Left-wingers tell us that we should all be willing to pay more tax, though I notice that they never personally volunteer to increase the annual sum they hand over to the Treasury. Just the opposite is true. While publicly proclaiming the virtues of state extortion, many privately do all they can to reduce their tax bills. In 2002, for instance, it was revealed that the general secretary of the Labour party, David Triesman, a former communist, had a ‘1 million London house which was owned by a Liechtenstein off-shore tax trust. The aim of these overseas trusts is to reduce inheritance and capital gains tax. Only months before this revelation, Gordon Brown had pledged to clamp down on the use of such loopholes.
Other socialists go even further down the road of financial hypocrisy, using public funds for personal ends. As someone who worked in the House of Commons for six years, I have always found it an outrage that many Labour MPs, who demand that every employer adhere to equal opportunities and open recruitment procedures, should hire their own spouses and relatives to work in their Westminster offices, which are entirely funded by the taxpayer. Some practices are far more outrageous. In February 2002, the DTI minister Nigel Griffiths was exposed for claiming ‘30,000 in parliamentary rental allowances on an Edinburgh office that he actually owned. In one of her last acts before leaving her post, Elizabeth Filkin, the Parliamentary Commissioner for Standards, upheld the complaints against Griffiths, though he avoided resignation by repaying the sum to the Commons Fees Office. Henry McLeish, Labour’s First Minister for Scotland, was less lucky. He had to quit after also being caught fiddling rental allowances.
When the charge of hypocrisy is raised, left-wingers wail that they are being judged unfairly, that higher standards of behaviour are required of them than of other politicians. This is nonsense. All that is being asked of socialists is that they practise what they preach. Senior Tories do not end up in the same difficulties on private education, property or healthcare, because they support personal liberty and individual choice. But if Labour activists genuinely believe in higher taxation, in public transport or the state’s monopoly in health and education, then it is only right that they should be expected to apply those principles in their own lives.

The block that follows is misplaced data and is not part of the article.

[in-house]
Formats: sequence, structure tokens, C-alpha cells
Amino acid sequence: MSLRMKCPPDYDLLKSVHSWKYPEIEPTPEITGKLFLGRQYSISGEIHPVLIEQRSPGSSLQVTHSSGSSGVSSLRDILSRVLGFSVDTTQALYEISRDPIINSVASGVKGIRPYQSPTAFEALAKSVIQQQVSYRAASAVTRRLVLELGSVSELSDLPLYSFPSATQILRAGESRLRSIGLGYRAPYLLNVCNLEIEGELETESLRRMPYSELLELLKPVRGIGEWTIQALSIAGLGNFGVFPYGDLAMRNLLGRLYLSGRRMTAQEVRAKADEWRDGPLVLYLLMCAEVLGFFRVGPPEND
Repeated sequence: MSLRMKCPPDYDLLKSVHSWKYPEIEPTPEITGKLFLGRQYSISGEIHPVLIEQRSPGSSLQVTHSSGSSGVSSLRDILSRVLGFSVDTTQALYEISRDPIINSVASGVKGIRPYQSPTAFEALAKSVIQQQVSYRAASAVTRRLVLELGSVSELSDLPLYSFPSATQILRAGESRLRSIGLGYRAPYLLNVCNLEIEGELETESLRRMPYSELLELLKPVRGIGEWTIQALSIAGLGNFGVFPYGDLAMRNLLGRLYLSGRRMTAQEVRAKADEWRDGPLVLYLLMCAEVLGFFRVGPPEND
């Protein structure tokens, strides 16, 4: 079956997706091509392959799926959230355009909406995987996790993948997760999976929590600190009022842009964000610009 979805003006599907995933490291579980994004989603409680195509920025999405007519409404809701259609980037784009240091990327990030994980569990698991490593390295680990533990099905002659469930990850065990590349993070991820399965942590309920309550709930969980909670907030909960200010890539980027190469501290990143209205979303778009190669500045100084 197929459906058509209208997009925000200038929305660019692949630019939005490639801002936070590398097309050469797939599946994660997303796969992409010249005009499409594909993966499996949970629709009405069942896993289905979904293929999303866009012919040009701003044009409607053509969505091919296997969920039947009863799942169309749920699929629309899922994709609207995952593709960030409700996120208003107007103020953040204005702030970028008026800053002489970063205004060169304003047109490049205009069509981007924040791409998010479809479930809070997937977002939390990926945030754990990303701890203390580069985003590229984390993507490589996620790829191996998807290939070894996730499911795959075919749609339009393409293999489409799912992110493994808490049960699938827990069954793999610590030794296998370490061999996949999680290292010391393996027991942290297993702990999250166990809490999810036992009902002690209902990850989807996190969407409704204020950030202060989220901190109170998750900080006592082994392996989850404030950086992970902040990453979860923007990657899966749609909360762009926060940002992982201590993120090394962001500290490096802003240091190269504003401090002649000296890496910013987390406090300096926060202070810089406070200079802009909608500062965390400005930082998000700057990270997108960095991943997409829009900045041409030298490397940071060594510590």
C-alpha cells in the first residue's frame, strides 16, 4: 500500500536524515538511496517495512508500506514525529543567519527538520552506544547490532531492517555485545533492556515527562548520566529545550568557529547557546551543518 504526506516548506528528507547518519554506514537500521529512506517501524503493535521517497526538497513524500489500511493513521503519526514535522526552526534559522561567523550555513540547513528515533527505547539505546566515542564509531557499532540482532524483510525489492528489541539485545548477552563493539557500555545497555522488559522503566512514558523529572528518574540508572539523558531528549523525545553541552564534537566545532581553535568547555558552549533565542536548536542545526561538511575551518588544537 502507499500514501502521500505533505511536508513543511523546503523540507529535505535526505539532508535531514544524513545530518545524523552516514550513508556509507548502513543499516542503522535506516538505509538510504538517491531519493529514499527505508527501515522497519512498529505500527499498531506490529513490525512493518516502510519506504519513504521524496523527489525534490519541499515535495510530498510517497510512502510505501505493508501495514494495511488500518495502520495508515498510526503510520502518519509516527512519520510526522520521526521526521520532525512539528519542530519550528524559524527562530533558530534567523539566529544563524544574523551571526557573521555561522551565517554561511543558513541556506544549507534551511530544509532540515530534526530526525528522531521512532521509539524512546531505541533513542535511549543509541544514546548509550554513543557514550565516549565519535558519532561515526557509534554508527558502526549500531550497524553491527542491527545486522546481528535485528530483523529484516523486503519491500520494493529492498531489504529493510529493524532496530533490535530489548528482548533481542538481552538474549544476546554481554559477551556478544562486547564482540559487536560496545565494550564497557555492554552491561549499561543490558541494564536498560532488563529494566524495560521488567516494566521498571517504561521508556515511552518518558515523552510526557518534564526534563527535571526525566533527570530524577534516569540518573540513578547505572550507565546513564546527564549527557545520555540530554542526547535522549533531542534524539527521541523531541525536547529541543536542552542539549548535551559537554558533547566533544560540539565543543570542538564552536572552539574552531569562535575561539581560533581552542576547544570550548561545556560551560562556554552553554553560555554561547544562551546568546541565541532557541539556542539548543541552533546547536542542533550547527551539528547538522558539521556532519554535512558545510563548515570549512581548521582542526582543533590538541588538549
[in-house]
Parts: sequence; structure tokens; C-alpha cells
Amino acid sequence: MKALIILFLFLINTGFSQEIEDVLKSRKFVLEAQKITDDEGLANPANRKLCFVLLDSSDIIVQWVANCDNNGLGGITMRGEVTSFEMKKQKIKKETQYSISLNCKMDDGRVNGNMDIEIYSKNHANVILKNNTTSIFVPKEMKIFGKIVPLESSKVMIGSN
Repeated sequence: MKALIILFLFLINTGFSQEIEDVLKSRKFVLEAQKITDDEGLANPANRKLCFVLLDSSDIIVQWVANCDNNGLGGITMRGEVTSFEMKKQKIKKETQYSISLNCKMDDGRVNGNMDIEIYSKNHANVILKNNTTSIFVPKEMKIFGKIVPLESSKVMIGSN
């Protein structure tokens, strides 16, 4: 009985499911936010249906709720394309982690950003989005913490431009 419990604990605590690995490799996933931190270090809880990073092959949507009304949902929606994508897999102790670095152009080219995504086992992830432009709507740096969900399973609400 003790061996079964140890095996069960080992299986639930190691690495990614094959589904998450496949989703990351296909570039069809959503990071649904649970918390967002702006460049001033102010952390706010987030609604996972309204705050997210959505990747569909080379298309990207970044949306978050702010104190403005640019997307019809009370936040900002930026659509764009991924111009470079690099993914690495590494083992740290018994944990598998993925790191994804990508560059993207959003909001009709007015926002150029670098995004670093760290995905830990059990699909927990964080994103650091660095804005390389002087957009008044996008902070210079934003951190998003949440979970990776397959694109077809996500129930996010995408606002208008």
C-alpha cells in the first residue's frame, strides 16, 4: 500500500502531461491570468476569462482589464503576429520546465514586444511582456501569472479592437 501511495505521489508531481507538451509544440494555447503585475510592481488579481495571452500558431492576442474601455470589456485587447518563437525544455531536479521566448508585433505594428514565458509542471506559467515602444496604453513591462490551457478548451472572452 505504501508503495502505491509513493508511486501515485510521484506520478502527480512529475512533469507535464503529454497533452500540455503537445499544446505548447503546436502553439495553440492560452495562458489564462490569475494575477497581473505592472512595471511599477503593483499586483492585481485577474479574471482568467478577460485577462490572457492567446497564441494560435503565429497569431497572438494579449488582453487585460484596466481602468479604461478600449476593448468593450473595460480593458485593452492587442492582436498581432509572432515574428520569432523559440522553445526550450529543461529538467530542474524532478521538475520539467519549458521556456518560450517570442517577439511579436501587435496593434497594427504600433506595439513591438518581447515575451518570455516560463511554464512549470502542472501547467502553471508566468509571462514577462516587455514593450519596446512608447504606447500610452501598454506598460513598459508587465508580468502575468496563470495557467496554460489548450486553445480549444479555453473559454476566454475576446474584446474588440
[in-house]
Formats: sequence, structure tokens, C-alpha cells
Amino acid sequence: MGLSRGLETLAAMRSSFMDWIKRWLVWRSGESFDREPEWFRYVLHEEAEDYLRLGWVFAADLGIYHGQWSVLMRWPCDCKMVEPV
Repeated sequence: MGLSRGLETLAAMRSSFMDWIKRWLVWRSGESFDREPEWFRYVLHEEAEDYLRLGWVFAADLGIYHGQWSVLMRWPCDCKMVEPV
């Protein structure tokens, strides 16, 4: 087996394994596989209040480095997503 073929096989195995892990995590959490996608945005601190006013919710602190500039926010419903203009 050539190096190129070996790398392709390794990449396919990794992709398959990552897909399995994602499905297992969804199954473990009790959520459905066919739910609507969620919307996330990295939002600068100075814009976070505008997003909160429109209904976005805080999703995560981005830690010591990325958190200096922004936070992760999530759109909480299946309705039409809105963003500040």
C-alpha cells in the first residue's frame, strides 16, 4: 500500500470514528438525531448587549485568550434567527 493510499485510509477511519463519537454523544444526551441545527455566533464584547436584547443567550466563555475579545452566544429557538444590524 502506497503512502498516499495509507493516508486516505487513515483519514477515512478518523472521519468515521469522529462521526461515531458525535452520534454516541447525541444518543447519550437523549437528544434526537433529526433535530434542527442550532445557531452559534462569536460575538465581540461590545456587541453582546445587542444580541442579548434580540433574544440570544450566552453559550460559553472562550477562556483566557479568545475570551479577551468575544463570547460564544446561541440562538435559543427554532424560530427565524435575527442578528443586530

But the hypocrisy works on an even deeper level. For when leftists go private or offshore, they are trying to avoid the very problems they have created through their own socialist policies. They wilfully advocate measures that lower standards or destroy wealth, then run away from the consequences, while still demanding that the rest of us should have to cope. This is especially true of education, where the ideology of the Left has predominated since the early Sixties, when education secretary Tony Crosland pledged to ‘close every fucking grammar school in the country’. Comprehensive schooling, child-centred teaching methods, the dilution of examinations and the abolition of discipline have all been imp
osed by the so-called progressives who have run the local education authorities and teacher training colleges for decades. The result is that anarchy and ignorance now prevail in the classroom.
For a socialist to complain about our shambolic education system is like an arsonist complaining that a building which he set alight has burnt down. Wealthy left-wing parents cannot tolerate the schools they have created, so they either turn to the private sector they despise, bleating about ‘putting their children first’, or, more subtly, they make a public show of sending them to a comprehensive while using their money to pay for private tutors. As The Spectator revealed, that is precisely what the Blairs did with their two sons Nicky and Euan, employing a tutor from Westminster School to help them prepare for their A-levels. In fact, Margaret Hodge, the embattled children’s minister, was once caught telling a socialist parent with a troubled conscience, ‘Look, you use the state system and then you tutor them on the side.’ One insidious way that left-wing parents try to justify the use of private tutors is by claiming that their children have ‘special needs’, such as dyslexia, which require expert support. Indeed, because of the disastrous decline of British education over recent years, ‘special needs’ have become a spectacular growth industry, providing an escape route for anxious liberals.
Disraeli once famously said that ‘a Conservative government is an organised hypocrisy’. After six years of Labour rule, his epigram now seems much more appropriate for the other side of the political divide.